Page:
A blockchain is a distributed data structure that makes it possible to create a digital ledger of transactions shared among a network of computers.
It uses cryptography to allow each participant on the network to manipulate the ledger in a secure way without the need for a central authority.
Once a block of data is recorded on the blockchain ledger, it’s extremely difficult to change or remove. When someone wants to add to it, participants in the network — all of which have copies of the existing blockchain — run algorithms to evaluate and verify the proposed transaction. If a majority of nodes agree that the transaction looks valid — that is, identifying information matches the blockchain’s history — then the new transaction will be approved and a new block added to the chain.
Where did it come from?
Bitcoin was the first application built on top of blockchain. In 2008, a person or group of people known as Satoshi Nakamoto published a paper describing bitcoin and how it could be used to digitally send payments between any two willing entities without the need for a third-party financial institution.
Each transaction was recorded on the blockchain ledger, the newest block tied to the ones before it using a digital signature. To ensure trust in the ledger, participants on the network ran complicated algorithms to verify those digital signatures and add transactions to the blockchain.
Should you Care?
Technology managers are all so familiar with how the IT industry frequently come up with new technologies and how analysts, journalists and conference organizers tend to amplify the potential of such technologies, but we all know that not every new technology makes it to the mainstream.
It is however important to note a few things here, blockchain does not have a central authority and hence there are no intermediaries, it enables peer to peer transactions, and it is thought be very highly secure due to the way it is being built (security is built in not bolted on). So you can potentially compose and sell your music to its consumers without the need for Apple Music or transfer bitcoins to your daughter without the need for a bank.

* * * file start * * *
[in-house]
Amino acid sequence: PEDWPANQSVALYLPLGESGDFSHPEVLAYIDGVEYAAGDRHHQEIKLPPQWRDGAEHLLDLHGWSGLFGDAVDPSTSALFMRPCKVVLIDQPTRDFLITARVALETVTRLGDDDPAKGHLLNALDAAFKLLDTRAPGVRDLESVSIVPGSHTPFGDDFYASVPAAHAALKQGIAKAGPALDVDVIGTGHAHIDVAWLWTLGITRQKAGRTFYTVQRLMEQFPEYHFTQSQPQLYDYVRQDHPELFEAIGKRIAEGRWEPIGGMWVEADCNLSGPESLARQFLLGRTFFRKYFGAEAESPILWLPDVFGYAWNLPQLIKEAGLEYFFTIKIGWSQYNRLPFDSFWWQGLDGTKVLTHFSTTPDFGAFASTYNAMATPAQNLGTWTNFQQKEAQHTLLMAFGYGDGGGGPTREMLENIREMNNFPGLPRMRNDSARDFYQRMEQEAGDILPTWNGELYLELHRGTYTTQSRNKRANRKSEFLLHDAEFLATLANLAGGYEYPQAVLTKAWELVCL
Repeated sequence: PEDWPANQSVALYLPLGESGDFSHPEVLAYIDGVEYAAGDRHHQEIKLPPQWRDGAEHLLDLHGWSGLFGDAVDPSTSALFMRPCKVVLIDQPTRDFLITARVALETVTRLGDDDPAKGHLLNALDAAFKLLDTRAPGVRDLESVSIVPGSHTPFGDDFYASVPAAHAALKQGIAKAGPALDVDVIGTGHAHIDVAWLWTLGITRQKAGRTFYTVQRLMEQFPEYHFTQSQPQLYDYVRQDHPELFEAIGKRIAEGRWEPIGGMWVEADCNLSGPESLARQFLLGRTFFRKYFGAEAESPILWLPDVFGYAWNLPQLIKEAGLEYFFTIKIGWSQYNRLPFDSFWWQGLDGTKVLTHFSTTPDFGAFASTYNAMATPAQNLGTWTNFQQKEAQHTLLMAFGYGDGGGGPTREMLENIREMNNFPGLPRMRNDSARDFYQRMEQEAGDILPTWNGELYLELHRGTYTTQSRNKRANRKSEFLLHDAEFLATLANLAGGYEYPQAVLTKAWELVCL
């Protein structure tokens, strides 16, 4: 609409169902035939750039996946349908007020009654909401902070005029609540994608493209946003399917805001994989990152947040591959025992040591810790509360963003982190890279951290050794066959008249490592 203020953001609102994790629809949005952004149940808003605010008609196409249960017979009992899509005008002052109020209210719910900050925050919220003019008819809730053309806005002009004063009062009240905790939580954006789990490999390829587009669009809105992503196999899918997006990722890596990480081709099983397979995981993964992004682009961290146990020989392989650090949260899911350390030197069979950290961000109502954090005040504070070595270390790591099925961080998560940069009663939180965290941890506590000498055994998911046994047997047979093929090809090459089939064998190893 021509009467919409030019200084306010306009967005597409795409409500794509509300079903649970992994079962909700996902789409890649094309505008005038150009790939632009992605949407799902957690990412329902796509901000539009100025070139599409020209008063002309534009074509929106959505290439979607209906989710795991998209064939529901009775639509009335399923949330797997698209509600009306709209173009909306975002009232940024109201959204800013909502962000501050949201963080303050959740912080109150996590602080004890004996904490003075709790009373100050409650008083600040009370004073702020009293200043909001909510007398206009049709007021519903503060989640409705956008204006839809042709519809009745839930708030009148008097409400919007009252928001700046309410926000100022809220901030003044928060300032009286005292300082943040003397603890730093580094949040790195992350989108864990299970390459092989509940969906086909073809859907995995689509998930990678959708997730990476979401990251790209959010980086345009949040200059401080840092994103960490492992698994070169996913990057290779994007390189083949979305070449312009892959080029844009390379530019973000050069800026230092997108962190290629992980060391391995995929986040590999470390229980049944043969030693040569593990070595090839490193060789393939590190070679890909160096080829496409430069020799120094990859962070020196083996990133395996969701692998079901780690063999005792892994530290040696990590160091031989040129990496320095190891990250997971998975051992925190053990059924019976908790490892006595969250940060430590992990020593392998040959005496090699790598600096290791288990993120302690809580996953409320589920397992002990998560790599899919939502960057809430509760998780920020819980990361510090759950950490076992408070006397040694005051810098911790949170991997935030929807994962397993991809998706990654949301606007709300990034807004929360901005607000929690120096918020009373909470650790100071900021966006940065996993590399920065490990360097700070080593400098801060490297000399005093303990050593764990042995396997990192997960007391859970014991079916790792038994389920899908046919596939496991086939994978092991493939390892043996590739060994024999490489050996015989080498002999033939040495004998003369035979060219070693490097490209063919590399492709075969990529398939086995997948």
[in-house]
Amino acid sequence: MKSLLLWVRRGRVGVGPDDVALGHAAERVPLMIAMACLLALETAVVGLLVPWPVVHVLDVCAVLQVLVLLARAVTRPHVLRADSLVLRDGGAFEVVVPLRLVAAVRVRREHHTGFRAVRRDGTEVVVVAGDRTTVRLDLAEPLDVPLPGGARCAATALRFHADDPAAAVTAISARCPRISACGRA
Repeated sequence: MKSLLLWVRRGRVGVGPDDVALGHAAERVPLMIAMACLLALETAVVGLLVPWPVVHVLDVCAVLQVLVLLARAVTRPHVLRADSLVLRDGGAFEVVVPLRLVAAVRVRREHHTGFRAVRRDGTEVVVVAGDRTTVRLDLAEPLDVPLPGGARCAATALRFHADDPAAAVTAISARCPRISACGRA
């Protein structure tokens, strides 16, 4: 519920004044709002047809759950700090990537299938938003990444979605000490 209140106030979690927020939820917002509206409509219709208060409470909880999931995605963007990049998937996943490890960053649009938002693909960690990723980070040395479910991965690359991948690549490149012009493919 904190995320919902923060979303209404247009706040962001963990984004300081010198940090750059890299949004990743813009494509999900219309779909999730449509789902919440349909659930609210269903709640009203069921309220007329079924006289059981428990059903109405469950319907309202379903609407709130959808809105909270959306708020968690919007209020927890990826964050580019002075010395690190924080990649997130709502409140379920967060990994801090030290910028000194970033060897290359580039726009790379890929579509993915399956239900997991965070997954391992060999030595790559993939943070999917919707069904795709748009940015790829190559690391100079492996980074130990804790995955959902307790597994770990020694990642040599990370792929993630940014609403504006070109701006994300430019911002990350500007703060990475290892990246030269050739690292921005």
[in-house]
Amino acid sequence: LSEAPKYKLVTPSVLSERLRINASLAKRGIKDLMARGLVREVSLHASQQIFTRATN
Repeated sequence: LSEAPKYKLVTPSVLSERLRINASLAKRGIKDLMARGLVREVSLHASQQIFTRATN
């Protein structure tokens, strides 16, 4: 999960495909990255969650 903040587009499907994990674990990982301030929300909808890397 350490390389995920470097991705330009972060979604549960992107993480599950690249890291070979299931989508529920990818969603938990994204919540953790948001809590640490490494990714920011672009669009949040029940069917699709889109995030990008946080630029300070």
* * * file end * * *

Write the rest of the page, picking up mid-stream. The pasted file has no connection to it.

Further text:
That means new disruptive business models and startups can come up and change the way we have traditionally transacted, that is of course a medium term risk for any business and that also explains why banks and venture capitalists have been very actively investing in blockchain startups according to research published by PWC.
So the interest in blockchain isn’t necessarily because it is a new secure distributed ledger but because it gives rise to new disruptive business model that may affect many industries. Here is an example of how blockchain may impact banking.
What should you do?
None of that of course guarantees that consumers will change their behavior overnight or that eBay, Amazon, Apple Music and all the banks won’t be there tomorrow but it means technology managers need to be on top of this new disruptive technology.
It means you need to assign a small team in your organization to research the possible applications of blockchain in your particular industry, watch what your competitors are doing and what new startups are working on.
It certainly also means you need to take the lead in terms of keeping your fellow business executives up to date about the potential risks and opportunities presented by blockchain.
It is one more opportunity for technology executives to demonstrate leadership within their respective organizations by going way beyond running or improving IT and straight into the world of innovative ideas that can dramatically improve the future outlook of their companies.
Try to think how blockchain can affect not just the bottom line but the top line, new revenue, growth and services. Go after new customers and do things that were not done before. That is the challenge especially for big companies because they do not think out of the box very often. But here is a tremendous opportunity for IT to lead the change. Grab it now!